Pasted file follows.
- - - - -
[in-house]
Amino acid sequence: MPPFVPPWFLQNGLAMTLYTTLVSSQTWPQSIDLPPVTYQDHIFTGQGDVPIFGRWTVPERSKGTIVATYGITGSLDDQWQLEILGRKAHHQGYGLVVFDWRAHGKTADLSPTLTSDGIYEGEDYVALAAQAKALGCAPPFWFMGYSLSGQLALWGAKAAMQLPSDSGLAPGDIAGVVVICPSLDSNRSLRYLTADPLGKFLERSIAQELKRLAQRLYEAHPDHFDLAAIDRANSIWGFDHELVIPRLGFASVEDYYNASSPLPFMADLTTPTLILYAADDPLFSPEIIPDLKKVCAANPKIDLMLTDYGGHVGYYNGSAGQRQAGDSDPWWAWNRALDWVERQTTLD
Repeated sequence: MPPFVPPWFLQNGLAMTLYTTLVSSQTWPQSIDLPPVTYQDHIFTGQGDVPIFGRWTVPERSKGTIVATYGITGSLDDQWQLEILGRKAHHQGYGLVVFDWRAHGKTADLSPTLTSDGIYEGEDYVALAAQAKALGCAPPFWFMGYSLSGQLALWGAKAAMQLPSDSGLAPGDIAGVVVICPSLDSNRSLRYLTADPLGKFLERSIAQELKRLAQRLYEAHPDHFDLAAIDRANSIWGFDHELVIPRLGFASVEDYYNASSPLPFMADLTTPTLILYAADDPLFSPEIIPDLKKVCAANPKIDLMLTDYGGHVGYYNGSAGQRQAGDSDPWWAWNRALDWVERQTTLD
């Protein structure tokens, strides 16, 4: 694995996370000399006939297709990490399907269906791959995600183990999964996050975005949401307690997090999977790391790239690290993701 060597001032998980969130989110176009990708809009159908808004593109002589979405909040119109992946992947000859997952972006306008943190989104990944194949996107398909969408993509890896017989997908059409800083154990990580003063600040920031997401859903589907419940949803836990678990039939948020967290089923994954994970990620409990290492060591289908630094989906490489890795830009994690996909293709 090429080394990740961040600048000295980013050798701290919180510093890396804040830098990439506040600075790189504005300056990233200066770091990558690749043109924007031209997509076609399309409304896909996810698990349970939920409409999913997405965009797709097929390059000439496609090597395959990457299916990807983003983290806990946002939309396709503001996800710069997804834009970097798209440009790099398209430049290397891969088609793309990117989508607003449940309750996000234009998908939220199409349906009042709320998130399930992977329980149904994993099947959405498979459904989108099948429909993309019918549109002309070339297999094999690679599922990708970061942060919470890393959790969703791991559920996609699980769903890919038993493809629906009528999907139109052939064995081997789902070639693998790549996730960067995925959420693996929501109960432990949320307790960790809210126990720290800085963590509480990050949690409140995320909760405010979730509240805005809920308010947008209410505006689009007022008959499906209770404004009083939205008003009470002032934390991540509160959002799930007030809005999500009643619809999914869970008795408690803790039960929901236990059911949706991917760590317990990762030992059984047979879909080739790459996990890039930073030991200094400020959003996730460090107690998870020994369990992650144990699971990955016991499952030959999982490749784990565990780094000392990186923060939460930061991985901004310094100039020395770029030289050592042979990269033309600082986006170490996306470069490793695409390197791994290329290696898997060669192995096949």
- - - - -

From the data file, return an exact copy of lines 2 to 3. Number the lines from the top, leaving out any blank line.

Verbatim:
Amino acid sequence: MPPFVPPWFLQNGLAMTLYTTLVSSQTWPQSIDLPPVTYQDHIFTGQGDVPIFGRWTVPERSKGTIVATYGITGSLDDQWQLEILGRKAHHQGYGLVVFDWRAHGKTADLSPTLTSDGIYEGEDYVALAAQAKALGCAPPFWFMGYSLSGQLALWGAKAAMQLPSDSGLAPGDIAGVVVICPSLDSNRSLRYLTADPLGKFLERSIAQELKRLAQRLYEAHPDHFDLAAIDRANSIWGFDHELVIPRLGFASVEDYYNASSPLPFMADLTTPTLILYAADDPLFSPEIIPDLKKVCAANPKIDLMLTDYGGHVGYYNGSAGQRQAGDSDPWWAWNRALDWVERQTTLD
Repeated sequence: MPPFVPPWFLQNGLAMTLYTTLVSSQTWPQSIDLPPVTYQDHIFTGQGDVPIFGRWTVPERSKGTIVATYGITGSLDDQWQLEILGRKAHHQGYGLVVFDWRAHGKTADLSPTLTSDGIYEGEDYVALAAQAKALGCAPPFWFMGYSLSGQLALWGAKAAMQLPSDSGLAPGDIAGVVVICPSLDSNRSLRYLTADPLGKFLERSIAQELKRLAQRLYEAHPDHFDLAAIDRANSIWGFDHELVIPRLGFASVEDYYNASSPLPFMADLTTPTLILYAADDPLFSPEIIPDLKKVCAANPKIDLMLTDYGGHVGYYNGSAGQRQAGDSDPWWAWNRALDWVERQTTLD